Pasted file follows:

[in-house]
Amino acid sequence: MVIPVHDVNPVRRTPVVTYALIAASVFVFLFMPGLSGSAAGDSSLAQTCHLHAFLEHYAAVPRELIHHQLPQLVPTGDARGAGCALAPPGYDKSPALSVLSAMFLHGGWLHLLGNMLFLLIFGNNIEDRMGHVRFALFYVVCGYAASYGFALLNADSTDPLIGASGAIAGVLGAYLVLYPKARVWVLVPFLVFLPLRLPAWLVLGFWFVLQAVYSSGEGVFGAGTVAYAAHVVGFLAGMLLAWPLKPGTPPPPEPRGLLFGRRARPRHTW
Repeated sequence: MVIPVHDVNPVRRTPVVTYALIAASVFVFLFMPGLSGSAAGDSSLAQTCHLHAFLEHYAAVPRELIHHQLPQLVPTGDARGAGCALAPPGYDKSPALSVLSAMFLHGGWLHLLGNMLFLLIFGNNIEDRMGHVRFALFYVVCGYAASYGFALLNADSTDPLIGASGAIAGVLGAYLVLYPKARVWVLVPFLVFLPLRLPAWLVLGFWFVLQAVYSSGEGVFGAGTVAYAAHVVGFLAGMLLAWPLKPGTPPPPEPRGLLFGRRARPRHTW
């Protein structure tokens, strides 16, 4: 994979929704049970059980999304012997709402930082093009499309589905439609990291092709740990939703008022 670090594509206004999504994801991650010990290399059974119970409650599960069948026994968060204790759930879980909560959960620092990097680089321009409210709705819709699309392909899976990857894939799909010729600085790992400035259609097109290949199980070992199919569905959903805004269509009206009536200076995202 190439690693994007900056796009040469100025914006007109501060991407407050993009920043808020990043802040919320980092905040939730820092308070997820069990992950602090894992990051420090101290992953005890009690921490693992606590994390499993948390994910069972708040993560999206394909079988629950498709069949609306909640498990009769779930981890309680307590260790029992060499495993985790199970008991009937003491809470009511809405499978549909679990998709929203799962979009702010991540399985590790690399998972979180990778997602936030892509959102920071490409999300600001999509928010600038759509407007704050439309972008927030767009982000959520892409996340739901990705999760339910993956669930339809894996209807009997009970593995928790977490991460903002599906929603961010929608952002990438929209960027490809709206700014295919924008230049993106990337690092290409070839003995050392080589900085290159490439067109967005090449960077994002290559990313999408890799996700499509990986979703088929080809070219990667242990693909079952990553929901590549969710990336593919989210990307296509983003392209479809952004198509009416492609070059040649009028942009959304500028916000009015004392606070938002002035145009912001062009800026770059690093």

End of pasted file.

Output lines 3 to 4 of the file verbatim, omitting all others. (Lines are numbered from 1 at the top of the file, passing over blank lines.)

Repeated sequence: MVIPVHDVNPVRRTPVVTYALIAASVFVFLFMPGLSGSAAGDSSLAQTCHLHAFLEHYAAVPRELIHHQLPQLVPTGDARGAGCALAPPGYDKSPALSVLSAMFLHGGWLHLLGNMLFLLIFGNNIEDRMGHVRFALFYVVCGYAASYGFALLNADSTDPLIGASGAIAGVLGAYLVLYPKARVWVLVPFLVFLPLRLPAWLVLGFWFVLQAVYSSGEGVFGAGTVAYAAHVVGFLAGMLLAWPLKPGTPPPPEPRGLLFGRRARPRHTW
């Protein structure tokens, strides 16, 4: 994979929704049970059980999304012997709402930082093009499309589905439609990291092709740990939703008022 670090594509206004999504994801991650010990290399059974119970409650599960069948026994968060204790759930879980909560959960620092990097680089321009409210709705819709699309392909899976990857894939799909010729600085790992400035259609097109290949199980070992199919569905959903805004269509009206009536200076995202 190439690693994007900056796009040469100025914006007109501060991407407050993009920043808020990043802040919320980092905040939730820092308070997820069990992950602090894992990051420090101290992953005890009690921490693992606590994390499993948390994910069972708040993560999206394909079988629950498709069949609306909640498990009769779930981890309680307590260790029992060499495993985790199970008991009937003491809470009511809405499978549909679990998709929203799962979009702010991540399985590790690399998972979180990778997602936030892509959102920071490409999300600001999509928010600038759509407007704050439309972008927030767009982000959520892409996340739901990705999760339910993956669930339809894996209807009997009970593995928790977490991460903002599906929603961010929608952002990438929209960027490809709206700014295919924008230049993106990337690092290409070839003995050392080589900085290159490439067109967005090449960077994002290559990313999408890799996700499509990986979703088929080809070219990667242990693909079952990553929901590549969710990336593919989210990307296509983003392209479809952004198509009416492609070059040649009028942009959304500028916000009015004392606070938002002035145009912001062009800026770059690093």